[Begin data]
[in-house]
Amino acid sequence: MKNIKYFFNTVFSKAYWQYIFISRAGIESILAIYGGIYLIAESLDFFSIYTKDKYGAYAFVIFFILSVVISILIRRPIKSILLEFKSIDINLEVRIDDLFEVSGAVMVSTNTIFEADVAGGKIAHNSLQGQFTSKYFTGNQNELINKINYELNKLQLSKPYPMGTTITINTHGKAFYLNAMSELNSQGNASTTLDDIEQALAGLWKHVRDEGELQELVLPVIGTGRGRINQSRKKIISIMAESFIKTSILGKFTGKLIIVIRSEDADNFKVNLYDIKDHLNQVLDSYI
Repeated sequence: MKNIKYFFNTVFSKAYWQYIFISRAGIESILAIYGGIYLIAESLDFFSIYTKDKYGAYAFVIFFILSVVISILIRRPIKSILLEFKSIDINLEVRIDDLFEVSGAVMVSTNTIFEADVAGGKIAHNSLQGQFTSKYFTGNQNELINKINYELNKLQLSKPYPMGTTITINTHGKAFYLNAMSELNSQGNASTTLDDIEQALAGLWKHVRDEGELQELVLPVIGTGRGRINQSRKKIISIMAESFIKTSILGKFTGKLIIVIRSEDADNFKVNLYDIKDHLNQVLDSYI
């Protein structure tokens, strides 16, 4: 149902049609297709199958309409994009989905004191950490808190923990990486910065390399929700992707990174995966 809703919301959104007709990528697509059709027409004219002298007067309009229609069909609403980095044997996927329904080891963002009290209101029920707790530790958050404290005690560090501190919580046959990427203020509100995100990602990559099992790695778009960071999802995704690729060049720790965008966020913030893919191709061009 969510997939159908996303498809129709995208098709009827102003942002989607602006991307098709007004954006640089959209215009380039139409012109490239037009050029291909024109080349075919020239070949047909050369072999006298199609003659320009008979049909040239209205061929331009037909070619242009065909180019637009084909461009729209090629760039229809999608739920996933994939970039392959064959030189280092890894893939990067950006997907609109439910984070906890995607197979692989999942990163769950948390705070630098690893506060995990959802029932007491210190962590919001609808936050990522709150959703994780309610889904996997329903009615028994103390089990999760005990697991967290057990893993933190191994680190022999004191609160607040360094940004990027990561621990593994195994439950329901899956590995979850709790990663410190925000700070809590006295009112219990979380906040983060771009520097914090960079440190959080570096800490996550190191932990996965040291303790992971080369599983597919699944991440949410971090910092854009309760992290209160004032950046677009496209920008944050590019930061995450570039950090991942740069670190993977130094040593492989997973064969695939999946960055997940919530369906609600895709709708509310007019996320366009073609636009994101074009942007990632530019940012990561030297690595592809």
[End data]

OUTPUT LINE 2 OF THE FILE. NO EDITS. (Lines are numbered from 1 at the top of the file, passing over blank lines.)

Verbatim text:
Amino acid sequence: MKNIKYFFNTVFSKAYWQYIFISRAGIESILAIYGGIYLIAESLDFFSIYTKDKYGAYAFVIFFILSVVISILIRRPIKSILLEFKSIDINLEVRIDDLFEVSGAVMVSTNTIFEADVAGGKIAHNSLQGQFTSKYFTGNQNELINKINYELNKLQLSKPYPMGTTITINTHGKAFYLNAMSELNSQGNASTTLDDIEQALAGLWKHVRDEGELQELVLPVIGTGRGRINQSRKKIISIMAESFIKTSILGKFTGKLIIVIRSEDADNFKVNLYDIKDHLNQVLDSYI